History of Mexico, Intro.

Writing a history of Mexico is much like telling a never ending war story of defeat, heroism, romance and perseverance. It is ironic that many Mexican nationals constantly accuse the United States citizens of being violent and warmongering, since since its declaration of independence in 1810, the Estados Unidos Mexicanos has been in a constant state of war. Beginning with the Grito de Dolores in the early morning of September 16th 1810, through the institution of the First Mexican Empire, the emergence of a war torn Republic, a Second Empire and a violent civil war that ended with the restoration of the Republic, the history of Mexico has been bathed in blood. It is likewise amusing that the only period of civil peace and prosperity is the history of Mexico before the latter half of the 20th century is also the most hated by Mexican nationals: El Porfiriato. Naturally, not all of the wars fought by Mexicans have been civil, the Mexican nation has survived, by sheer luck, an American Invasion, a few short lived European interventions and a major French Intervention. Mexico’s last foreign armed conflict was World War II, and her contribution was purely aerial.

 

Part of the origin of this constant turmoil is perhaps the very nature of Mexico’s two faced populace: a strong group of Liberals who have always been ahead of their times, and a large group of Conservatives, who until the 1870’s, still advocated the restoration of a Monarchy. The Liberal policies of religious freedom, disenfranchisement of clergy members and the abolition of slavery led to devastating Christian Uprisings, Texan Secession and European Intervention. While the policies of the Conservatives led to violent secessionist movements, a perpetual state of indigenous uprisings, and brought in a short lived Second Mexican Empire.

 

This old political turmoil has bled into modern day society and politics, unfortunately, the liberalism of Mexico has become the watered down liberalism of the socialist left and the conservative movement has largely gravitated towards a Christian form of conservatism that begins to resemble the Right of the United States. However, two of the three main political parties of Mexico are largely centrist, with only hints of either Left or Right. Among this political arena, Mexico is also currently involved in a new civil war, one between the Government and the Drug Cartels, a civil war that only appears to intensify.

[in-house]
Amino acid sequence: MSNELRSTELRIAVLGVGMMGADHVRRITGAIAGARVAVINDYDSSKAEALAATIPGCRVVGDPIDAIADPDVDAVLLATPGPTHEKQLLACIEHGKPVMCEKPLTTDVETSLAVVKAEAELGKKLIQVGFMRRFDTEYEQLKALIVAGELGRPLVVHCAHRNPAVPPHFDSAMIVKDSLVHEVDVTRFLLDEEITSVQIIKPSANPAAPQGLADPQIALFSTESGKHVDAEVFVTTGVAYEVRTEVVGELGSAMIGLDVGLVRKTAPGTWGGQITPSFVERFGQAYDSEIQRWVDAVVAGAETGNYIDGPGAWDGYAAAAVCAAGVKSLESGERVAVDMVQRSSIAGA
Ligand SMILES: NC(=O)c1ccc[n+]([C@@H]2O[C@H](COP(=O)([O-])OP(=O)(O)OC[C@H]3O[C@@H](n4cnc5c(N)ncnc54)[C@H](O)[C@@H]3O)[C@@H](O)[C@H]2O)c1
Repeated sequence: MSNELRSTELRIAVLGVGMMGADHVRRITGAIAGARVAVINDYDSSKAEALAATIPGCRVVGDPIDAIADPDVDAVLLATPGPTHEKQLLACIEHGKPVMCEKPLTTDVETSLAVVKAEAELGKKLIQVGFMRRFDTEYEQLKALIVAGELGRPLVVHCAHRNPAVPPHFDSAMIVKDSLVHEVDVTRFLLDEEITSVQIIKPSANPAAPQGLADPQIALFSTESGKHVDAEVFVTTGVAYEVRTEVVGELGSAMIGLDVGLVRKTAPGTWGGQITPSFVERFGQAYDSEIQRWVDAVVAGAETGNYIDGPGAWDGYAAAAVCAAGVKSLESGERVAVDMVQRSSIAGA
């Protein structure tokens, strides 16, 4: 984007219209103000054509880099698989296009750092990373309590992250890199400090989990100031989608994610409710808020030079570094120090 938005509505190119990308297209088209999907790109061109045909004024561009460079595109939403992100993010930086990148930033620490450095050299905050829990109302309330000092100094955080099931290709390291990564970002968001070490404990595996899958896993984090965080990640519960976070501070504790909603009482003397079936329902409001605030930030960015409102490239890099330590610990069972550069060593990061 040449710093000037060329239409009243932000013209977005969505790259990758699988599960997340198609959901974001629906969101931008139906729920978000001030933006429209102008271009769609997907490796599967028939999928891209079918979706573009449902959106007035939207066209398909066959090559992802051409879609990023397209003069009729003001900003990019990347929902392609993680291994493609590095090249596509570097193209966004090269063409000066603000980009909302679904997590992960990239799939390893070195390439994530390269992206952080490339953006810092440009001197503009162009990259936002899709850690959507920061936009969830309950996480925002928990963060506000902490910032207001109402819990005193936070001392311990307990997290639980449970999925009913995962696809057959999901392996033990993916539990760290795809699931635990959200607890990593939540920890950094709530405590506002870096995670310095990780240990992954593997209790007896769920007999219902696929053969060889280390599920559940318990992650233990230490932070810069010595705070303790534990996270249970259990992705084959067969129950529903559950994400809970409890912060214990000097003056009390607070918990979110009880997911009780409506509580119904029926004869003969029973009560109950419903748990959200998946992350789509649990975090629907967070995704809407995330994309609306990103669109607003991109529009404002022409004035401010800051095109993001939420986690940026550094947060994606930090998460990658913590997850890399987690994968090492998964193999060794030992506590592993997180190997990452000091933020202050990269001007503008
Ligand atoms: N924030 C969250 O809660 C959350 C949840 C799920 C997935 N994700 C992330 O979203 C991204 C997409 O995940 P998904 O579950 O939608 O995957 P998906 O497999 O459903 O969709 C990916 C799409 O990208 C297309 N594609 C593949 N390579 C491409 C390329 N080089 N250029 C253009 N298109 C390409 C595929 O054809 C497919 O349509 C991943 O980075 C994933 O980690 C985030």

A history of Mexico in that country is traditionally a collection of veneration to men who died by firing squad and by sword, and a collection of boos to men who did likewise. Usually, the latter is reserved for the Conservatives. A Mexican history of Mexico serves only the purpose of glorifying and to stroke the Mexican Ego. I intend to cast a wider lens, to portray the Mexican War of Independence against the internal conflict of Spain, the Institution of the Second Mexican Empire as it impacted the Austrians and the French and how this ‘blemish’ ultimately served to reinforce and grant victory to the Liberals. This view will strike at much beloved Mexican traditions and beliefs, and the patriotic version of history that is popular and unquestioned in Mexico.

 

Ultimately, this is not as much a history of the people of Mexico, but of her wars and the political ideas that have managed to sustain a two hundred year old experiment of civil unrest and perplexing prosperity and progress.

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